by Cliodhna Murphy
Global Head of Environmental Sustainability, Hauser & Wirth & GCC Volunteer
From wildfires in Greece to fatal floods in Germany and the deadly Pacific Northwest heatwave, there can be no doubt that we are squarely on the frontlines of the climate crisis. These extreme events and their human consequences are the backdrop to the latest report from the Intergovernmental Panel on Climate Change (2021).
Many people have described the IPCC report as alarming, sobering and doom-laden, and indeed there is much that should appal us in terms of decades of climate inaction. Yet there is still hope contained within: The report acknowledges while that the opportunity to limit global temperature rise to 1.5 degrees is slim, it is still scientifically, technically and economically possible. How can the artworld do its part to make a consequential impact in this window of opportunity?
As a member and patron of the Gallery Climate Coalition, Hauser & Wirth is making its 2019 carbon footprint available through the GCC website. This is the first step in the GCC’s mission to bring about a halving of carbon emissions across the art world by 2030. But what exactly is a 50 percent reduction in carbon emissions and how do we achieve this target?
Global carbon footprint of Hauser & Wirth 2019
These emissions for electricity, shipping and travel cover 14 Hauser & Wirth global locations. These include galleries in the US, UK, Switzerland, Spain and Hong Kong.
Environmental Resources Management (ERM) carried out carbon footprint reports for scope 1 and 2 carbon emissions for Hauser & Wirth for 2019 and our energy use as noted in the GCC calculator has been verified independently.
Hauser & Wirth have chosen to commit to disclose scope 1 and 2 Science Based Target (SBTi) from a baseline year of 2019 at 1,620 tCO2e. The target will be focused on reducing our absolute emissions to align with a 1.5-degree reduction pathway, as set out in the Paris Agreement and IPCC Special Report.
In this report, Hauser & Wirth’s scope 3 emissions include travel and shipping. In 2021, we are developing a program to understand our scope 3 emissions through carbon calculations and subsequent budgets for all exhibitions and fairs. A series of scope 3 workshops with staff has also taken place to identify where procurement can influence our supply chain.
We as an international gallery are taking responsibility for our commitment to the goals set by the Paris Climate Agreement of the United Nations through our enrollment in the Science Based Targets initiative (SBTi), which will help us measure, track and monitor our reductions. According to the World Resources Institute (WRI), the SBTi shows organisations how much and quickly to reduce their GHG emissions to prevent the worst impacts of climate change. With the GCC carbon calculator, we have been able to make a reasonable estimate of our overall carbon footprint (energy, flights and freight). Concurrently, we are working with Environmental Resources Management (ERM) to carry out carbon footprint reports and analysis to independently verify our calculations.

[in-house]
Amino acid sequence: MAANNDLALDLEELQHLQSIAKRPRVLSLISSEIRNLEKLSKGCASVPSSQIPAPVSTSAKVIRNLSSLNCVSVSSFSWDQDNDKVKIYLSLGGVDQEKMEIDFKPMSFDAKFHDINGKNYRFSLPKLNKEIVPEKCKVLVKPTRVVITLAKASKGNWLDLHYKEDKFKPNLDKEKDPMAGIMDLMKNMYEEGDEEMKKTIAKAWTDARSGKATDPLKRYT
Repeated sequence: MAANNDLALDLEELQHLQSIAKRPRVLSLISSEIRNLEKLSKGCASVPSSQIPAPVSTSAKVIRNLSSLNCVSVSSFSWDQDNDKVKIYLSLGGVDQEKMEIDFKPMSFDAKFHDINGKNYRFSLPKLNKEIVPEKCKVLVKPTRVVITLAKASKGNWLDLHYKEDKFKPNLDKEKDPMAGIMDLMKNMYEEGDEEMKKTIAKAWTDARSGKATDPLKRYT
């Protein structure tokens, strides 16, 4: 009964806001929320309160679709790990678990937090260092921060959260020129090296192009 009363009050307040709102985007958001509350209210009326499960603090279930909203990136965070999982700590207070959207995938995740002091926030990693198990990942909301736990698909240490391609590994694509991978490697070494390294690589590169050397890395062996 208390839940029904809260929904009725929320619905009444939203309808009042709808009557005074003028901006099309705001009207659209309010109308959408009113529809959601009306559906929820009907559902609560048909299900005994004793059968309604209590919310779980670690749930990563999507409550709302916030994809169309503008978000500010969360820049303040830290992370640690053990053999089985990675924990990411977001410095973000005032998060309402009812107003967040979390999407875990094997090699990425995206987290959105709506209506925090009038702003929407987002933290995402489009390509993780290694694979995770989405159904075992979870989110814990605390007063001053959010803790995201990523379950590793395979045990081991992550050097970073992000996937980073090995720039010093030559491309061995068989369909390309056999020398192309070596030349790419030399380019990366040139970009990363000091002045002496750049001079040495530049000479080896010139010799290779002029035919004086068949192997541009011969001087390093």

At Hauser & Wirth, working towards these ambitious targets means making fundamental changes to our business practices and assumptions. Through our connections with climate-action specialists like Haley Mellin (Art to Acres), Lucas Joppa (Chief Environmental Officer, Microsoft) and Danny Chivers (Environmental Writer and Carbon Footprinting Advisor for GCC), we know that to be part of the SBTi commitment, organisations must confirm that they will not use offsets or avoided emissions as progress toward achieving their targets. Significantly, these disclosures are available publicly on the SBTi website and will provide a benchmark against which all galleries and art organizations can measure their true dedication to an effort that requires comprehensive commitment.
How will we do this? Hauser & Wirth will disclose scope 1 and 2 emissions (energy and fuel) from a baseline year of 2019 at 1,620 tCO2e. The target will be focused on reducing our absolute emissions to align with a 1.5-degree reduction pathway. In real terms, this means a year-on-year absolute reduction in emissions of 68 tCO2e which is in line with the GCC’s reduction target of at least 50 percent by 2030. We will achieve this through multiple means: the sourcing of renewable energy, even in locations where it is not easily available through utility providers; transitioning to LED lighting; decarbonising our energy in locations where we can control sources and lobbying our landlords to introduce more green energy into the buildings in which we operate. We know that there is embodied carbon in any new location that we open and we are seeking to use our targets to ensure that these developments will be net Zero.
Based on the size of most organisations in our sector, the SBTi commitment does not include disclosable targets for scope 3 (flights and shipping), but that does not preclude us from setting a reduction target in this area anyway. For our larger scope 3 (flights and shipping) emissions, we are setting carbon budgets for all our fairs and exhibitions, starting with Art Basel 2021, initiating the measuring and tracking of all our reductions.
Together with many other galleries as we release our 2019 GCC carbon report in the countdown to COP26 in November, Hauser & Wirth recognizes that the next step beyond accounting for our emissions is setting a definitive, realistic pathway to reduction. As our industry discovers the ways in which it can take responsibility, the real work is galvanising ambition into radical solutions. In the coming months, we at Hauser & Wirth will begin to share our own solutions and actions through our communication channels, through events and through the GCC, striving to become leaders in our field at this critical moment.
Hauser & Wirth